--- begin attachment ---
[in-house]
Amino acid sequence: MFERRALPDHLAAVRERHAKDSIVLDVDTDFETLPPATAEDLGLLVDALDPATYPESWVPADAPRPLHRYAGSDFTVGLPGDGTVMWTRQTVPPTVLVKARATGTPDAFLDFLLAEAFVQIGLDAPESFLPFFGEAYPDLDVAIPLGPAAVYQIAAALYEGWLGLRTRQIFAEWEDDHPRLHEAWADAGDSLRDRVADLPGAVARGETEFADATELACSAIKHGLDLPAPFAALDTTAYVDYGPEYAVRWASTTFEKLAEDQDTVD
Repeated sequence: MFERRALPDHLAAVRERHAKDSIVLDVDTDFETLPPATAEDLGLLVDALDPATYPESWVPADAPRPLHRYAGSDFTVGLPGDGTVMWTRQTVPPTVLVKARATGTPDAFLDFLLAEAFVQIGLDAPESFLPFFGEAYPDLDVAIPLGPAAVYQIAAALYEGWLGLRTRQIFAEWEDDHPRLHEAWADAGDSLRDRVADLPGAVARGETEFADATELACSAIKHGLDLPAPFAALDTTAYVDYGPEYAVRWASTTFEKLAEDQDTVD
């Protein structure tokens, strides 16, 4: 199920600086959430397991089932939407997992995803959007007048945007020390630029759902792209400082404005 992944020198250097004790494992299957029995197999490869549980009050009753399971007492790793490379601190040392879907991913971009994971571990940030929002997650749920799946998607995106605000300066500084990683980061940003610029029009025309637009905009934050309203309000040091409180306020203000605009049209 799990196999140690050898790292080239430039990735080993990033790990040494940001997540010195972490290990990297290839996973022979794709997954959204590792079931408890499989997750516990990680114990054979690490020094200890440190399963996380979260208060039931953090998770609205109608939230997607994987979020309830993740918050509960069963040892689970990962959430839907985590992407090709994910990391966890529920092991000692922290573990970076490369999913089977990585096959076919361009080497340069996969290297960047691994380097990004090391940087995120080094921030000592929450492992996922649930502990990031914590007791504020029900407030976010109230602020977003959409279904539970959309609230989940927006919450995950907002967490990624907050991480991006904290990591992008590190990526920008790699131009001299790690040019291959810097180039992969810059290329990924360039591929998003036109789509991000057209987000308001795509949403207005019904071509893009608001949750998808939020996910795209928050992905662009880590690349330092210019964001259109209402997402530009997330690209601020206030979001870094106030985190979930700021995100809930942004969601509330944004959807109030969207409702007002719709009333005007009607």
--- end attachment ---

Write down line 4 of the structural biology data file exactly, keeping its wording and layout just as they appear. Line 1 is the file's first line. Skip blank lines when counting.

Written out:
């Protein structure tokens, strides 16, 4: 199920600086959430397991089932939407997992995803959007007048945007020390630029759902792209400082404005 992944020198250097004790494992299957029995197999490869549980009050009753399971007492790793490379601190040392879907991913971009994971571990940030929002997650749920799946998607995106605000300066500084990683980061940003610029029009025309637009905009934050309203309000040091409180306020203000605009049209 799990196999140690050898790292080239430039990735080993990033790990040494940001997540010195972490290990990297290839996973022979794709997954959204590792079931408890499989997750516990990680114990054979690490020094200890440190399963996380979260208060039931953090998770609205109608939230997607994987979020309830993740918050509960069963040892689970990962959430839907985590992407090709994910990391966890529920092991000692922290573990970076490369999913089977990585096959076919361009080497340069996969290297960047691994380097990004090391940087995120080094921030000592929450492992996922649930502990990031914590007791504020029900407030976010109230602020977003959409279904539970959309609230989940927006919450995950907002967490990624907050991480991006904290990591992008590190990526920008790699131009001299790690040019291959810097180039992969810059290329990924360039591929998003036109789509991000057209987000308001795509949403207005019904071509893009608001949750998808939020996910795209928050992905662009880590690349330092210019964001259109209402997402530009997330690209601020206030979001870094106030985190979930700021995100809930942004969601509330944004959807109030969207409702007002719709009333005007009607």